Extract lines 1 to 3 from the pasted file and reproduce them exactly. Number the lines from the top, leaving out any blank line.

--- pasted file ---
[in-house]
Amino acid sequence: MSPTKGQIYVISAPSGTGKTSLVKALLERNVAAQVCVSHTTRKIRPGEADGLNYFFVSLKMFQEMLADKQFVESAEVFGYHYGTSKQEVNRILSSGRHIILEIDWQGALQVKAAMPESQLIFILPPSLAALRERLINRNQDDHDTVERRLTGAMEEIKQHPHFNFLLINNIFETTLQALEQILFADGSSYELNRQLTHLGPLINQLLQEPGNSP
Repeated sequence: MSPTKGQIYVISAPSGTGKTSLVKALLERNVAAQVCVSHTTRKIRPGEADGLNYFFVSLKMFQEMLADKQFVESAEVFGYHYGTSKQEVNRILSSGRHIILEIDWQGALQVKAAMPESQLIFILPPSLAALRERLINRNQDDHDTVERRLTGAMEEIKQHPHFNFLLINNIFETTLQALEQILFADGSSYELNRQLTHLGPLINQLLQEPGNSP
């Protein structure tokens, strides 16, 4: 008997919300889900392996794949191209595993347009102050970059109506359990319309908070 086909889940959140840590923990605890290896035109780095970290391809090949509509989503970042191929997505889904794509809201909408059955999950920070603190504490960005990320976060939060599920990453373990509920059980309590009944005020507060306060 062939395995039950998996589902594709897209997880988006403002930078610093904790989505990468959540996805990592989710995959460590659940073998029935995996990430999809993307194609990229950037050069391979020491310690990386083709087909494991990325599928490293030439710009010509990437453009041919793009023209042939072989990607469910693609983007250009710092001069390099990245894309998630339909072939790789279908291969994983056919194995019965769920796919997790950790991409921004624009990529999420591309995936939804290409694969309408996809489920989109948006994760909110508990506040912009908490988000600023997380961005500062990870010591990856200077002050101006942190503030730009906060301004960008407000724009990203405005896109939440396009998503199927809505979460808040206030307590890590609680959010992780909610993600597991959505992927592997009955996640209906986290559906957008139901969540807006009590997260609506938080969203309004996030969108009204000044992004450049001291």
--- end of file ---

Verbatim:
[in-house]
Amino acid sequence: MSPTKGQIYVISAPSGTGKTSLVKALLERNVAAQVCVSHTTRKIRPGEADGLNYFFVSLKMFQEMLADKQFVESAEVFGYHYGTSKQEVNRILSSGRHIILEIDWQGALQVKAAMPESQLIFILPPSLAALRERLINRNQDDHDTVERRLTGAMEEIKQHPHFNFLLINNIFETTLQALEQILFADGSSYELNRQLTHLGPLINQLLQEPGNSP
Repeated sequence: MSPTKGQIYVISAPSGTGKTSLVKALLERNVAAQVCVSHTTRKIRPGEADGLNYFFVSLKMFQEMLADKQFVESAEVFGYHYGTSKQEVNRILSSGRHIILEIDWQGALQVKAAMPESQLIFILPPSLAALRERLINRNQDDHDTVERRLTGAMEEIKQHPHFNFLLINNIFETTLQALEQILFADGSSYELNRQLTHLGPLINQLLQEPGNSP